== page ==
Bacillus cereus and other Bacillus species
This pathogen can cause two types of foodborne illness—the diarrhoeal type and the emetic or vomiting type. The illnesses are generally mild, but unpleasant nevertheless. Symptoms can be more severe for young, elderly and immune-comprised consumers.
The diarrhoeal type of illness usually occurs within 8 to 16 hours of eating the food and lasts for about 24 hours. Foods involved vary from starchy vegetables, meat products, cereal foods, sauces, puddings and spices. A much shorter time is required for symptoms of the vomiting type to appear (30 minutes to five hours). One of the most common foods associated with the vomiting type is rice. Cooked rice should always be cooled and stored in the refrigerator.
Bacillus cereus form heat resistant spores that are widespread in our environment and are common in soil and dust. Spores are dormant but germinate producing cells that can grow when they are in warm, moist and nutritious environments and some cells produce a heat resistant toxin if they grow for enough time.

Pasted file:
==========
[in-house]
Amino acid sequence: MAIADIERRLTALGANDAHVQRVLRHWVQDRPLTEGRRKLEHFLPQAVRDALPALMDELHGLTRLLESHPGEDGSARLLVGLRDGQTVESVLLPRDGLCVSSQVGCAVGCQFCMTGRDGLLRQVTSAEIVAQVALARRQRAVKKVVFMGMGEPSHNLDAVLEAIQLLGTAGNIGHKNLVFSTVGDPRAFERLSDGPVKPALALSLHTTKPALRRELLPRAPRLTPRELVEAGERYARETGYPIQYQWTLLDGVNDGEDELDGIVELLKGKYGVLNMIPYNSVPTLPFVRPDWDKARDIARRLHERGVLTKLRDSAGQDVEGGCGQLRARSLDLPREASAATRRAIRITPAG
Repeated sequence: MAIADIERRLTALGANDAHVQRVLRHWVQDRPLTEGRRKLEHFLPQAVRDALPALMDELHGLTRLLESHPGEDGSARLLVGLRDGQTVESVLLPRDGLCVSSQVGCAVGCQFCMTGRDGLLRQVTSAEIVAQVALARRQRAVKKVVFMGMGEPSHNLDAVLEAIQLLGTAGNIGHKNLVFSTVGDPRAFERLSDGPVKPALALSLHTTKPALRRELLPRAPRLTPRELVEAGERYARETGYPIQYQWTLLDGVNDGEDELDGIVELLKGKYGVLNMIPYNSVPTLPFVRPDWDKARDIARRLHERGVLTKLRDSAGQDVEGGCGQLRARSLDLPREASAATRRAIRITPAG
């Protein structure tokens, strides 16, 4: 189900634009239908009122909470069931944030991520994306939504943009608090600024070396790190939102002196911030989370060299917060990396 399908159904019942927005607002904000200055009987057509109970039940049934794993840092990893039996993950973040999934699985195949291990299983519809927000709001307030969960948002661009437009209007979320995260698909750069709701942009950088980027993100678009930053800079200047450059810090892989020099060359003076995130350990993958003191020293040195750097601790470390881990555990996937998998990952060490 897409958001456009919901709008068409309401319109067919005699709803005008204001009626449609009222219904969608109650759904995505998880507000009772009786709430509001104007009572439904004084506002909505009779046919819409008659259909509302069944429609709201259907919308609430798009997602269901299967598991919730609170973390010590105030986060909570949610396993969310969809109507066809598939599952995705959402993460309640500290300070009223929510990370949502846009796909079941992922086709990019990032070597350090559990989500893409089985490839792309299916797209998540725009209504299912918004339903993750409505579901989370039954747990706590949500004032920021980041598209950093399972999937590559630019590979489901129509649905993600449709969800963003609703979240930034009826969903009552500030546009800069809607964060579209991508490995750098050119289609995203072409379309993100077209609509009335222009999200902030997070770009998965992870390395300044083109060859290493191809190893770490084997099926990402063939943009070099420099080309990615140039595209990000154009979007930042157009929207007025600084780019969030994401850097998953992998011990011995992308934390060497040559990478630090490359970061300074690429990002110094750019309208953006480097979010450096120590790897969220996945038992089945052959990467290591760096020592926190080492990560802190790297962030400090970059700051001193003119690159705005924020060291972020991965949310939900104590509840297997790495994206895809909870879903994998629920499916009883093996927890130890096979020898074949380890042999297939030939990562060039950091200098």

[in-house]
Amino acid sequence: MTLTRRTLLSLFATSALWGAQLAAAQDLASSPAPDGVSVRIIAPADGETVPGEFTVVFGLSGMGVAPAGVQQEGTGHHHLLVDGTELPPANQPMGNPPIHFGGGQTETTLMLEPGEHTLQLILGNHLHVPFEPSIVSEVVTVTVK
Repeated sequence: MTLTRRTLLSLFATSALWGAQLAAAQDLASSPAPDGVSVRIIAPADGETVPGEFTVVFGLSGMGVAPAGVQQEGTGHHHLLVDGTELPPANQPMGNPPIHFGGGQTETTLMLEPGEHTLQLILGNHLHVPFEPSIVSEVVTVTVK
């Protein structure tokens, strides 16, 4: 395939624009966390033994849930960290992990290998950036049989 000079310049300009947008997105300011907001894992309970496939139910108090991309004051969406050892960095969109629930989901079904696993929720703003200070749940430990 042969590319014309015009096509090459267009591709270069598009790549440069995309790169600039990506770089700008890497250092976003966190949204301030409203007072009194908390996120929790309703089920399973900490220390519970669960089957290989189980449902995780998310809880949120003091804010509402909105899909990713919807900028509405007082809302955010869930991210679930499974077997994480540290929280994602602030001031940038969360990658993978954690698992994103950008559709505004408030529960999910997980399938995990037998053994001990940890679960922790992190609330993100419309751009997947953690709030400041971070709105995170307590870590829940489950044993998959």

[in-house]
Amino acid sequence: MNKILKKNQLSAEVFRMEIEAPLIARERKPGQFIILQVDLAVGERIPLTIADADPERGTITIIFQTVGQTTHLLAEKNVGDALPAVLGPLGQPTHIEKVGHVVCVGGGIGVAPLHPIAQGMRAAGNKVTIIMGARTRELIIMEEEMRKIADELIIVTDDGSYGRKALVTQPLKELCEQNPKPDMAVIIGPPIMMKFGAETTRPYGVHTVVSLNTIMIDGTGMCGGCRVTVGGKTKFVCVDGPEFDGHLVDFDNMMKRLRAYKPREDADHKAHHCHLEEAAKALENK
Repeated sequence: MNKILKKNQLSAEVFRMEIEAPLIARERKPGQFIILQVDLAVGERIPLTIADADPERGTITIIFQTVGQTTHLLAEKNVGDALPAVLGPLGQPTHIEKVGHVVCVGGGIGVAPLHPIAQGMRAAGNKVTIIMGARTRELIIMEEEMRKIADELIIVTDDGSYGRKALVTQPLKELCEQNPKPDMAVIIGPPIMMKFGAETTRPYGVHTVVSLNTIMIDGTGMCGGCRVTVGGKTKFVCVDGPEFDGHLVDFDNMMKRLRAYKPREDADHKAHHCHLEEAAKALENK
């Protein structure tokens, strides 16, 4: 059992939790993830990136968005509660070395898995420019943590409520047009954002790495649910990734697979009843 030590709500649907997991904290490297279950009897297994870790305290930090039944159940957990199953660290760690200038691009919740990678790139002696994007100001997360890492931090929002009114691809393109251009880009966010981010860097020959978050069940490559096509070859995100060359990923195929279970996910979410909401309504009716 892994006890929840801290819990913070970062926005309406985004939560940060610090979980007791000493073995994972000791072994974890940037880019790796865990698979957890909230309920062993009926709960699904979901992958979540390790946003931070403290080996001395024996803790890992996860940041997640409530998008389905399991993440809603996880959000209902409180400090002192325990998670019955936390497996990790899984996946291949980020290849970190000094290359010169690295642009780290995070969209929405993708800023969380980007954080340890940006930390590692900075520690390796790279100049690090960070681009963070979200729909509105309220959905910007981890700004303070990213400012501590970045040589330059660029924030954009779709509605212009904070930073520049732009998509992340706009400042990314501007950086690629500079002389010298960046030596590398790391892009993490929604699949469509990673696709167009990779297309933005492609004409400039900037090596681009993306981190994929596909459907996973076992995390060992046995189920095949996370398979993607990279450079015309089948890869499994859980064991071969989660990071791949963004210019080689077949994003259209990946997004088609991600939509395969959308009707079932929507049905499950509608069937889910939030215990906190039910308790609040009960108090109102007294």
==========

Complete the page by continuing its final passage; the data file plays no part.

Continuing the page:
Why does food poisoning occur? There are two ways the types of illnesses mentioned above come about. If spores in dried foods (e.g. rice, dried spices, powders) survive during cooking and the cooked food is cooled slowly unrefrigerated, the spores germinate; cells grow to large numbers, and, in some cases, the cells produce a toxin.
- Consuming large numbers of cells in the food cause the diarrhoeal type illness.
- Consuming the toxin formed in the food causes the vomiting type illness. Reheating or cooking the food will not destroy this toxin as it is resistant to heat. Although this bacterium can grow and produce toxin at refrigeration temperatures, it does so much more slowly than at room temperature. Precooked food should not be stored in the refrigerator for more than two to three days.
To prevent Bacillus cereus food poisoning, store, handle and cool food safely.